Women who are undergoing fertility treatments may increase the likelihood of pregnancy if they consume a specialized diet rich in proteins according to new research presented at the Annual Clinical Meeting of The American College of Obstetricians and Gynecologists.
According to the National Infertility Association, 30% of fertility problems can be linked back to male factors, 30% to women, and around 20% of unexplained factors that make up cases of infertility. The research study conducted by Jeffrey B. Russell, MD, at the Delaware Institute for Reproductive Medicine (DIRM) in Newark, revealed that women who consume high protein diets with minimal carbs are more likely to produce healthy embryos.
Protein Rich Diets & Fertility
Researchers during the study monitored the health of 120 women who were undergoing assisted reproduction therapy (ART) in vitro fertilization (IVF). Throughout this period, women were asked to keep a comprehensive food log that detailed the types of meals consumed every day. Upon evaluating the data, researchers revealed that out of the 120 women, 48 had an average daily protein intake greater than 25%, while the remaining participants had an average of less than 25%. Researchers added that there were no significant differences in body mass index in either group.
Protein Rich Foods
Through further analysis, women who were undergoing in vitro fertilization (IVF) were examined at the 5-day stage of blastocysts, the beginning phase of embryo development. Researchers revealed that 54.3% of patients with a protein intake of 25% or greater had blastocysts formations vs. 38% in those with lower than 25% protein intake. The pregnancy rate among those with a higher protein intake also improved at 66% vs. 31% with those who consumed less protein. Other data components revealed that women who were eating a diet comprised of 60% carbs and 10% or less had poor quality embryos, making them more susceptible to miscarriages.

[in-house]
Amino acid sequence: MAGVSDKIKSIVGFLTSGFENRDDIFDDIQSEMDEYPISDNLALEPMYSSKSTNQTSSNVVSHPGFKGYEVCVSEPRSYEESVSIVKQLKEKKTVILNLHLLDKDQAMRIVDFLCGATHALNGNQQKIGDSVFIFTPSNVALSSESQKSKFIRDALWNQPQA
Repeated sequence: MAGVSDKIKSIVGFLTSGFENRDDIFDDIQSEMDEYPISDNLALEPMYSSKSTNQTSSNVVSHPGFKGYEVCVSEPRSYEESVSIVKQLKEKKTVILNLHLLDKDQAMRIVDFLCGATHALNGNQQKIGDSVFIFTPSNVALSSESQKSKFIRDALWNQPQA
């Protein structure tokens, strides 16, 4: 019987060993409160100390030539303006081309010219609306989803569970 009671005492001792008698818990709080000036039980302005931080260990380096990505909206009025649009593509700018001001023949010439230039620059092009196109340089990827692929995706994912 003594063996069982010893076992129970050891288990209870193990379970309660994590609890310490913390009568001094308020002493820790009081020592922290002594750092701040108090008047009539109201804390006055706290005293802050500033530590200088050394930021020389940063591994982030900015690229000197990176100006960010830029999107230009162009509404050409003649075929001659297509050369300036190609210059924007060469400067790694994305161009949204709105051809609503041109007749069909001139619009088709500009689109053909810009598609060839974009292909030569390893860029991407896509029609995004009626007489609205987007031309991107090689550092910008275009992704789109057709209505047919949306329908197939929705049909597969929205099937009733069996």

Recommendations for Infertile Women
The results of the study may help doctors set dietary guideless for women undergoing fertility treatments. After the results of the study, Dr. Russell now requires his patients to eat 25% to 35% protein, and consume 40% or less carbs for three months before beginning in vitro fertilization.
Along with a diet rich in protein, the Centers for Disease Control and Prevention (CDC) urge women who are trying to conceive to take a minimum of 400 mcg of folic acid everyday at least one month before getting pregnant to prevent major birth defects of the brain and spine.